revoked by Congress; he shall reside in the district, and have a
freehold estate therein, in one thousand acres of land, while in the
exercise of his office.

SEC. 4. There shall be appointed from time to time, by Congress, a
secretary, whose commission shall continue in force for four years,
unless sooner revoked; he shall reside in the district, and have a
freehold estate therein, in five hundred acres of land, while in the
exercise of his office. It shall be his duty to keep and preserve the
acts and laws passed by the legislature, and the public records of
the district, and the proceedings of the governor in his executive
department, and transmit authentic copies of such acts and proceedings
every six months to the Secretary of Congress. There shall also be
appointed a court, to consist of three judges, any two of whom to form
a court, who shall have a common-law jurisdiction, and reside in the
district, and have each therein a freehold estate, in five hundred acres
of land, while in the exercise of their offices; and their commissions
shall continue in force during good behavior.

SEC. 5. The governor and judges, or a majority of them, shall adopt and
publish in the distric[t] such laws of the original States, criminal and
civil, as may be necessary, and best suited to the circumstances of
the district, and report them to Congress from time to time, which laws
shall be in force in the district until the organization of the general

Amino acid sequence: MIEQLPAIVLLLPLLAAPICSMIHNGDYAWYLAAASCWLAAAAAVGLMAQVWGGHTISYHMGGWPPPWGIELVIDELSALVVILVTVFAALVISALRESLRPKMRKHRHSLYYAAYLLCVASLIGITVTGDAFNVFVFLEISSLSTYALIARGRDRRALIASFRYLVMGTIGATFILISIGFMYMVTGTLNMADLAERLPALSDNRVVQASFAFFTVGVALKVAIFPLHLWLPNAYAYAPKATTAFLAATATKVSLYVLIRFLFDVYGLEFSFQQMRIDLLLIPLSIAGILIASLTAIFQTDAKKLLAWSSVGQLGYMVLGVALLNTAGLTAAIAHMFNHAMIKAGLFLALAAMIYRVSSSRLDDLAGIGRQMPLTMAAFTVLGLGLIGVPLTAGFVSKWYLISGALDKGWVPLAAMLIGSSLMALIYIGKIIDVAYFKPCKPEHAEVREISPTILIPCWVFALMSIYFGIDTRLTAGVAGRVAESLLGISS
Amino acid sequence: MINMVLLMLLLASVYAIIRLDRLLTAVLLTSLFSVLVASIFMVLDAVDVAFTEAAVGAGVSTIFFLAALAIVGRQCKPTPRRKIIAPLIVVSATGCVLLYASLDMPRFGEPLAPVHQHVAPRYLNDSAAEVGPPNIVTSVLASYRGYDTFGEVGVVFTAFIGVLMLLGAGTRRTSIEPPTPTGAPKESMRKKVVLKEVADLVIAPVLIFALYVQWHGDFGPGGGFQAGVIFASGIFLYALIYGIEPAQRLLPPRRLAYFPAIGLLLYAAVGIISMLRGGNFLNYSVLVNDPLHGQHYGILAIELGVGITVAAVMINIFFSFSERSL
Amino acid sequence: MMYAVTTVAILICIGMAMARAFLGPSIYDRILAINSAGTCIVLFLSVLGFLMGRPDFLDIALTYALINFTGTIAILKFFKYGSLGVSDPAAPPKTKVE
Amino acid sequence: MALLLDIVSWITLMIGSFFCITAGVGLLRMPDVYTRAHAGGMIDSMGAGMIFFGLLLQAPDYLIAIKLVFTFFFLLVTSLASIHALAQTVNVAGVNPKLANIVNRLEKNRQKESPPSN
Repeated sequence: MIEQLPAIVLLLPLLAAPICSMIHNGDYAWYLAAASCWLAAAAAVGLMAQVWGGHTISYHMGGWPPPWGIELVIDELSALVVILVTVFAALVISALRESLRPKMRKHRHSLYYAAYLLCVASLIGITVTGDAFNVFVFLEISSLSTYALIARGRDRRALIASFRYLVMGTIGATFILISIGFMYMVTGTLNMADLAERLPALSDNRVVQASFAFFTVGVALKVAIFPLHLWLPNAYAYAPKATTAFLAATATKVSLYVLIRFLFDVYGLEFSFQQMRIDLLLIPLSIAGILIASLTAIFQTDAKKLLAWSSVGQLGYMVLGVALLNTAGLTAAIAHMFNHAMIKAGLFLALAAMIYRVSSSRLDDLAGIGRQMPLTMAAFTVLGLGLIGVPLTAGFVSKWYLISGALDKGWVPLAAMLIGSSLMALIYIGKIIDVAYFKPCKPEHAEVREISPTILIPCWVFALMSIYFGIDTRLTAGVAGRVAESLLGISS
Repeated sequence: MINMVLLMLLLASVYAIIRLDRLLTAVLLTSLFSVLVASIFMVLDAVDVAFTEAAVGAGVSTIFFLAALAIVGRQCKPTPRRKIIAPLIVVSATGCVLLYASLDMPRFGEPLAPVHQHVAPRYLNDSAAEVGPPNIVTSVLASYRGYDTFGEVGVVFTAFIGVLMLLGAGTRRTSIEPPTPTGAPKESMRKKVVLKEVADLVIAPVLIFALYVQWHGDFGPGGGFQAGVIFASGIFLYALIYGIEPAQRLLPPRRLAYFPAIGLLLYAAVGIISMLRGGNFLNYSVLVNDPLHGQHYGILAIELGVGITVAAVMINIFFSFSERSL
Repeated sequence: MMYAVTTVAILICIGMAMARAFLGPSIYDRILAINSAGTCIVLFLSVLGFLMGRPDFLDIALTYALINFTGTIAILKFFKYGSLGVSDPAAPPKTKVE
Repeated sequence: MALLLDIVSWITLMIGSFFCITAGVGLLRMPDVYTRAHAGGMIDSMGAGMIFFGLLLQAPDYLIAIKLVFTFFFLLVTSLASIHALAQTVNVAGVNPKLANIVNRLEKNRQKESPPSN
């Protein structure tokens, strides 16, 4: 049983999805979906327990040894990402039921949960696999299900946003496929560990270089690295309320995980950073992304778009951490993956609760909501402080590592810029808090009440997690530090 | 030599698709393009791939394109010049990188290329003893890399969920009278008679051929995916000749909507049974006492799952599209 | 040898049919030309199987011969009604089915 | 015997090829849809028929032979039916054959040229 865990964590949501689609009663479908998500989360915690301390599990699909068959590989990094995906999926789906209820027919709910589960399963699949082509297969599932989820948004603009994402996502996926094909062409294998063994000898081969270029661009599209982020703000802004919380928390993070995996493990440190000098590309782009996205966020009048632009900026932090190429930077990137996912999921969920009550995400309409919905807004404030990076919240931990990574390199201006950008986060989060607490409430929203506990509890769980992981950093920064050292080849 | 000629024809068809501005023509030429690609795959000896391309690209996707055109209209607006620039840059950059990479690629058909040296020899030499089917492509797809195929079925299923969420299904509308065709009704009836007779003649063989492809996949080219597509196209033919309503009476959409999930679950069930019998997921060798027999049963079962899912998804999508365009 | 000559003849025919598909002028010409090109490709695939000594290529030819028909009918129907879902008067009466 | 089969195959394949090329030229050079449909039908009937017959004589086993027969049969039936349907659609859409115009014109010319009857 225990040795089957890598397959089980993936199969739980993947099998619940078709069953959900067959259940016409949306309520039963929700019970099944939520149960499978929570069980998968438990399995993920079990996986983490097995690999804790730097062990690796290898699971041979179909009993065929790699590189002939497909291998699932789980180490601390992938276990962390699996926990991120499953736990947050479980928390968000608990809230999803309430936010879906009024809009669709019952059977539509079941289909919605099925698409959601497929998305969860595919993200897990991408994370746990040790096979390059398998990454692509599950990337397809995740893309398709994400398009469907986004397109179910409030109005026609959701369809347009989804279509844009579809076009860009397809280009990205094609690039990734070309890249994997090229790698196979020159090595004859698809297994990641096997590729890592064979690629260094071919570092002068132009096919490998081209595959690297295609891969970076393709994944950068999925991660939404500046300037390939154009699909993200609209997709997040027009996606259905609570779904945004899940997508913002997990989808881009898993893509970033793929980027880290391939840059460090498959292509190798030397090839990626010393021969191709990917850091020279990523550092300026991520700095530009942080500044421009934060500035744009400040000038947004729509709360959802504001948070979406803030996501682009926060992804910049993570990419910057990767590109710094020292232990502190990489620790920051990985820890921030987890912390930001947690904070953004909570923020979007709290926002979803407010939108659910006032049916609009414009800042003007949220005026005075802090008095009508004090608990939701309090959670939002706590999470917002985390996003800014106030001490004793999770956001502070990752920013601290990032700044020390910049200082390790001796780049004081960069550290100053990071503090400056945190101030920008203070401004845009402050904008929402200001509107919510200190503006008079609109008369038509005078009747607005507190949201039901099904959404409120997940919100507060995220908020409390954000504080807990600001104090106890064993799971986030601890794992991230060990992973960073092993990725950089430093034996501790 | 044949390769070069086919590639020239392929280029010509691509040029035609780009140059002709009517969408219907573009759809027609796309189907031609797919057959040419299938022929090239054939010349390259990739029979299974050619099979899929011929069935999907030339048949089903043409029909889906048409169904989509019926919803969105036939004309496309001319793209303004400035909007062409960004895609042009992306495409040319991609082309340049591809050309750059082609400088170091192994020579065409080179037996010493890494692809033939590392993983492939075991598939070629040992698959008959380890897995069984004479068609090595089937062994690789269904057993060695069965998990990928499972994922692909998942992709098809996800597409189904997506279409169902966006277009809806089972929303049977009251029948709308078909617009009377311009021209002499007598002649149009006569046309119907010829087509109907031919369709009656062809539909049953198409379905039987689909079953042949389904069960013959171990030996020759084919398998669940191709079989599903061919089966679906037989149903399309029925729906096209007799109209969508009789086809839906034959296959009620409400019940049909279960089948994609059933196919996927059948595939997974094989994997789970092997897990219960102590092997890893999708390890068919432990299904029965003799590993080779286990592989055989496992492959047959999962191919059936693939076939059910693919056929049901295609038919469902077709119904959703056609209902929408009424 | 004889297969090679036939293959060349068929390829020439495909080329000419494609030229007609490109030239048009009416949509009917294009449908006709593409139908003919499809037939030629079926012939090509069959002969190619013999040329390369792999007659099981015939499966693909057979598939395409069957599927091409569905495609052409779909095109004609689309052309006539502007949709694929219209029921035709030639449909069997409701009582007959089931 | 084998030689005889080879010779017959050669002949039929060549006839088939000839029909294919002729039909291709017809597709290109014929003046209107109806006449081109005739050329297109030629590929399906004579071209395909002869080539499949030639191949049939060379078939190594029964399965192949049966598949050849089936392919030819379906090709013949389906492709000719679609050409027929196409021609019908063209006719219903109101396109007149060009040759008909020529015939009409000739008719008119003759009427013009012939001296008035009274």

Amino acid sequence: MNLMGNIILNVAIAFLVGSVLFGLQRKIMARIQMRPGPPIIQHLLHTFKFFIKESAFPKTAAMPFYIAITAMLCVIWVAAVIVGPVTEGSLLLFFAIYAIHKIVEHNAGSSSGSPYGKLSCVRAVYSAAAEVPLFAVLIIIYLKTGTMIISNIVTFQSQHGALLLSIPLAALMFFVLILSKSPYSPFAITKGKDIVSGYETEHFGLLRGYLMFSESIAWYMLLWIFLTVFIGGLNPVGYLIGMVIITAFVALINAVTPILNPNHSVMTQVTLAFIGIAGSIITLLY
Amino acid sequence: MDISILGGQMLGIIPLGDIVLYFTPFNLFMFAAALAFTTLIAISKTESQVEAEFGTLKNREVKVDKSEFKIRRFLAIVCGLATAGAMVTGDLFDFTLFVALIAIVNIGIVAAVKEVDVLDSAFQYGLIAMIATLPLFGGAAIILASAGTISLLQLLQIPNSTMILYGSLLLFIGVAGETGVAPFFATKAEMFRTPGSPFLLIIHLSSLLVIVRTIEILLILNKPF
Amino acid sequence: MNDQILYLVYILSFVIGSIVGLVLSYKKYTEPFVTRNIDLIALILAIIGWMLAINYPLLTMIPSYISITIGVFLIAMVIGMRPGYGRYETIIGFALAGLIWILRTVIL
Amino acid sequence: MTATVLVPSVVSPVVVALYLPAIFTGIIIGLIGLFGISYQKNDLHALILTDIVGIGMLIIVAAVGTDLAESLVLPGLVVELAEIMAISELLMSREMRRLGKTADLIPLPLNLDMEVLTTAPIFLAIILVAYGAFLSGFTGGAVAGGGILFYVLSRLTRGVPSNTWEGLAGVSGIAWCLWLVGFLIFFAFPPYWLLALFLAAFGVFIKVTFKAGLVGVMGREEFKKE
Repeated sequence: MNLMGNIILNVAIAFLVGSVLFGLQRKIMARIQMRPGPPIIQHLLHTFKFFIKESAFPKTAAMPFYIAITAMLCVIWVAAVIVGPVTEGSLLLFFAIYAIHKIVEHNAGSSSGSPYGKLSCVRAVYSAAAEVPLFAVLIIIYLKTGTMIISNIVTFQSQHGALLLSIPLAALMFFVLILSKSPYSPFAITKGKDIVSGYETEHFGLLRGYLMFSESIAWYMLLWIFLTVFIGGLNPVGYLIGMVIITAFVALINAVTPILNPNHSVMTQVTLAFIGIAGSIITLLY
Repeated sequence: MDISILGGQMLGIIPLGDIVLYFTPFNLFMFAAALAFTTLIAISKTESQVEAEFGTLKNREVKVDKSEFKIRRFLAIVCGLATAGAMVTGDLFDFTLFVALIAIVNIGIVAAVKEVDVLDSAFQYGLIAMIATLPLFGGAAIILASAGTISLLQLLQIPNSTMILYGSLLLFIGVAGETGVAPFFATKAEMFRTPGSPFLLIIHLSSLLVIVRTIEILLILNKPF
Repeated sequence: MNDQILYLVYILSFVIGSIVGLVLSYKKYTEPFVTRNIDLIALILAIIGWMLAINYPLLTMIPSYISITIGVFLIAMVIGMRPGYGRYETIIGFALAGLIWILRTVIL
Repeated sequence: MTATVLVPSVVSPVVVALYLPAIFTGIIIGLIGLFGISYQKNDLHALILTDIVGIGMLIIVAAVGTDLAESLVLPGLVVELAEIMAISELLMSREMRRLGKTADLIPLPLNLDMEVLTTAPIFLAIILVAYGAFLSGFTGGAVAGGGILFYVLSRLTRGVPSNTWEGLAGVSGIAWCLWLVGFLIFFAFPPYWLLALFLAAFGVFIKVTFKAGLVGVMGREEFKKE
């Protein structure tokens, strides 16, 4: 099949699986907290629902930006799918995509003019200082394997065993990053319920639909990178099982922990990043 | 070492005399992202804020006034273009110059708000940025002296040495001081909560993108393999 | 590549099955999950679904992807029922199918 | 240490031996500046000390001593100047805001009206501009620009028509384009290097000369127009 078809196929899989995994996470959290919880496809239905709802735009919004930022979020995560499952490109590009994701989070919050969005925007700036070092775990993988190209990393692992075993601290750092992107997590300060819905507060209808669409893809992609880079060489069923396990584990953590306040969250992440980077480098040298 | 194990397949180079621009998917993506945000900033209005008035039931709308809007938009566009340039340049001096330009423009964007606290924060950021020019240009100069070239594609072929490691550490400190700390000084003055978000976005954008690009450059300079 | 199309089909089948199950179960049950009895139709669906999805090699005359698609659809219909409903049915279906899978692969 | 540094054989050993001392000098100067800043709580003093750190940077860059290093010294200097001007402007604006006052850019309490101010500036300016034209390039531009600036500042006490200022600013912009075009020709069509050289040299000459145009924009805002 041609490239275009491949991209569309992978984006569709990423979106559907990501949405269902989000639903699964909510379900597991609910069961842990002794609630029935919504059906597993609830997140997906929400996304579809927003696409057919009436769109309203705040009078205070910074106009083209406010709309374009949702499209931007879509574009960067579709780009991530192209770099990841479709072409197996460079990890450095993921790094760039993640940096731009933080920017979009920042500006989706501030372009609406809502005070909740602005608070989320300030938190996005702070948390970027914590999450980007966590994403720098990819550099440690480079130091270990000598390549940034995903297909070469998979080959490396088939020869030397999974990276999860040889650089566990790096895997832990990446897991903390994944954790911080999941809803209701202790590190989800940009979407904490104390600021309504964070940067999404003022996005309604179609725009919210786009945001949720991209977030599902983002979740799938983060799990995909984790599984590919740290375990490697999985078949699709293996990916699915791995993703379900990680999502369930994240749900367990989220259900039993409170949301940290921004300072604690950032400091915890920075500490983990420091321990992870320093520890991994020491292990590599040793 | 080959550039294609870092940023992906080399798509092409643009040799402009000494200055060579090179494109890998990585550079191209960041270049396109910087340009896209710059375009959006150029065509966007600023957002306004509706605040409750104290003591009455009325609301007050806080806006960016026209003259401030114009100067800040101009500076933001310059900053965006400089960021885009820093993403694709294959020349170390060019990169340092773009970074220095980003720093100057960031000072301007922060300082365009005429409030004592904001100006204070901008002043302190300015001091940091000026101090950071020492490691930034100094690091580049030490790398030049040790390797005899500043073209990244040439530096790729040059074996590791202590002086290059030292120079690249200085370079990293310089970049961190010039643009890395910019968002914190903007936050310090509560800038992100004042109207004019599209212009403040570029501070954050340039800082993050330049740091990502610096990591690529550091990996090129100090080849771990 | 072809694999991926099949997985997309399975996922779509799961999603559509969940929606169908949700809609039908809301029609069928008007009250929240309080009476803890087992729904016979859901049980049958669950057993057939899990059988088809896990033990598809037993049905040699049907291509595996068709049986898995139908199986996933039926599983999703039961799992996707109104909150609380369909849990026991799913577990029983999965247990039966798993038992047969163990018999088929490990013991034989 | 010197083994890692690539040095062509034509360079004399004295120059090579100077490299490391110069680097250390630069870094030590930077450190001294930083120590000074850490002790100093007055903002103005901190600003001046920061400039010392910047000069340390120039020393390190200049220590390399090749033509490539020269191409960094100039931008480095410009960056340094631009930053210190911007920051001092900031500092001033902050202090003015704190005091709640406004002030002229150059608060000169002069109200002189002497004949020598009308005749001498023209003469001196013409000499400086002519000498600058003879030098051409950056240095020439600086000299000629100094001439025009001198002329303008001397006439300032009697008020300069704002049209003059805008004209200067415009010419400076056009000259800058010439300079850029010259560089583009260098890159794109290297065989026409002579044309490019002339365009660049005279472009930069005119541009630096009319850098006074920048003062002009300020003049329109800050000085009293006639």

assembly therein, unless disapproved of by Congress; but afterwards the
legislature shall have authority to alter them as they shall think fit.

SEC. 6. The governor, for the time being, shall be commander-in-chief of
the militia, appoint and commission all officers in the same below the
rank of general officers; all general officers shall be appointed and
commissioned by Congress.

SEC. 7. Previous to the organization of the general assembly the
governor shall appoint such magistrates, and other civil officers, in
each county or township, as he shall find necessary for the preservation
of the peace and good order in the same. After the general assembly
shall be organized the powers and duties of magistrates and other civil
officers shall be regulated and defined by the said assembly; but all
magistrates and other civil officers, not herein otherwise directed,
shall, during the continuance of this temporary government, be appointed
by the governor.

SEC. 8. For the prevention of crimes and injuries, the laws to be